least so far as cigars and cigarettes were concerned. Lady Dorothy
Nevill, whose memory covered so large a part of the nineteenth
century, said, in the "Leaves" from her note-book which was published
in 1907, that to smoke in Hyde Park, even up to comparatively recent
years, was looked upon as absolutely unpardonable; while smoking
anywhere with a lady would, in the earlier days, have been classed as
an almost disgraceful social crime. The first gentleman of whom Lady
Dorothy heard as having been seen smoking a cigar in the Park was the
Duke of Sutherland, and the lady who told her spoke of it as if she
had been present at an earthquake! Pipes were (and are) still looked
at askance in many places where the smoking of cigars and cigarettes
is freely allowed, and fashion frowned on the pipe in street or Park.
Of course, what one might do in the country and what one might do in
town were two quite different things. The following story was told
nearly twenty years ago of the late Duke of Devonshire. An American
tourist began talking one day to a quiet-looking man who was smoking
outside an inn on the Chatsworth estate, and, taking the man for the
inn-keeper, expressed his admiration of the Duke of Devonshire's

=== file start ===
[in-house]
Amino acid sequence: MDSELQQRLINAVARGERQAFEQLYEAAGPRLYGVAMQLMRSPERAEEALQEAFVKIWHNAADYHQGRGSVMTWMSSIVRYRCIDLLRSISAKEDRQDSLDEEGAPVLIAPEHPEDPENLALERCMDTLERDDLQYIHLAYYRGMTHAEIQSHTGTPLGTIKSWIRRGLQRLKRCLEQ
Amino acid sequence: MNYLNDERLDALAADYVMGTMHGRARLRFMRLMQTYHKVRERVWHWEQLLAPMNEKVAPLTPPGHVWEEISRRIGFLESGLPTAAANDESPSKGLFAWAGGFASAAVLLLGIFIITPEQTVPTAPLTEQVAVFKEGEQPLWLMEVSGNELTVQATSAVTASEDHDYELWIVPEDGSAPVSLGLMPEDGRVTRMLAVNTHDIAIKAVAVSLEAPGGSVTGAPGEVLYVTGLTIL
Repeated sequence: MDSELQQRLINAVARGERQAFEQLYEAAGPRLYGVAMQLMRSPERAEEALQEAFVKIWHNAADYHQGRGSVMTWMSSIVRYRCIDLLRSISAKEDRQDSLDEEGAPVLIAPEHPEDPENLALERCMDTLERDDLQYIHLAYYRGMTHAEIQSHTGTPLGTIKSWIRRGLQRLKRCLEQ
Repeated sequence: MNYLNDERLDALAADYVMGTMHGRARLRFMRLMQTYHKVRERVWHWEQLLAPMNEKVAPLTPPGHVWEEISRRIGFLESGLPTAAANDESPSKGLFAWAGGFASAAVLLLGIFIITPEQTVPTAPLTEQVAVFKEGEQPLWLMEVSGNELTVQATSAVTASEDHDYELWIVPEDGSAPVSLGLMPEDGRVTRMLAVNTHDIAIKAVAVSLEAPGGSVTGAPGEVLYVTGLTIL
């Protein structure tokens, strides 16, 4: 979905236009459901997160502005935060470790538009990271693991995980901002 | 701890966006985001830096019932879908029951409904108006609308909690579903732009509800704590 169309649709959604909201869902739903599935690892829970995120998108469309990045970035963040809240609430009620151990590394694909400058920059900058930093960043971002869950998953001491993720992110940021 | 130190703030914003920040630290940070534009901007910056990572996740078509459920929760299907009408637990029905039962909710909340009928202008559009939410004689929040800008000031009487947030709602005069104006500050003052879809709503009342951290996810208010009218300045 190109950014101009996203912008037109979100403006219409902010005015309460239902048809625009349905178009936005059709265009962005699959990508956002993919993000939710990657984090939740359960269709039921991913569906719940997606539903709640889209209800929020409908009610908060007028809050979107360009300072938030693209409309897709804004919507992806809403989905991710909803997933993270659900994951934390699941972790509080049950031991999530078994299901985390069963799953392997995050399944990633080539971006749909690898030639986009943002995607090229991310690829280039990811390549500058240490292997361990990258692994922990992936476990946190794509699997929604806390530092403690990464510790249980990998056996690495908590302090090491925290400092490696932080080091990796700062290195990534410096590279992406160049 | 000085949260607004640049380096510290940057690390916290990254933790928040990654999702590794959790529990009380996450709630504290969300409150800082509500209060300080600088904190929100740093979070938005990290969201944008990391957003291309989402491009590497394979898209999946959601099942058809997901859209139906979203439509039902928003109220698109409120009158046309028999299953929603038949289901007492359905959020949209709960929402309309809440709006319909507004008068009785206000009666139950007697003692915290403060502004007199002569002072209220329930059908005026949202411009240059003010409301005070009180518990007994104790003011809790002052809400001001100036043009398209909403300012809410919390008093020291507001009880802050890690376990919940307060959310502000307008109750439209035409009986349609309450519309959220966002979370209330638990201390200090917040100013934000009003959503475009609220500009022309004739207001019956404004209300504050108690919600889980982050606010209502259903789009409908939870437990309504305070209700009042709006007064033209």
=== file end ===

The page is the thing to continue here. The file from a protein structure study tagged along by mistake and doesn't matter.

domain. "Quite a place, isn't it?" said the American. "Yes, a pleasant
place enough," returned the Englishman. "The fellow who owns it must
be worth a mint of money," said the American, through his cigar-smoke.
"Yes, he's comfortably off," agreed the other. "I wonder if I could
get a look at the old chap," said the stranger, after a short silence;
"I should like to see what sort of a bird he is." Puff, puff, went
the English cigar, and then said the English voice, trying hard to
control itself: "If you"—puff—"look hard"—puff, puff—"in this
direction, you"—puff, puff—"can tell in a minute." "You, you!"
faltered the American, getting up, "why, I thought you were the
landlord!" "Well, so I am," said the Duke, "though I don't perform the
duties." "I stay here," he added, with a twinkle in his eye, "to be
Among the chief strongholds of the old ideas and prejudices were some
of the clubs. At the Athenæum the only smoking-room used to be a
combined billiard-and smoking-room in the basement. It was but a few
years ago that an attic story was added to the building, and smokers
can now reach more comfortable quarters by means of a lift put in when
the alterations were made in 1900. This new smoking-room is a very
handsome, largely book-lined apartment. At the end of the room is a
beautiful marble mantelpiece of late eighteenth century Italian work.
At White's even cigars had not been allowed at all until 1845; and
when, in 1866, some of the younger members wished to be allowed to
smoke in the drawing-room, there was much perturbation, the older
members bitterly opposing the proposal. "A general meeting was held to
decide the question," says Mr. Ralph Nevill, in his "London Clubs,"
"when a number of old gentlemen who had not been seen in the club for
years made their appearance, stoutly determined to resist the proposed
desecration. 'Where do all these old fossils come from?' inquired a
member. 'From Kensal Green,' was Mr. Alfred Montgomery's reply. 'Their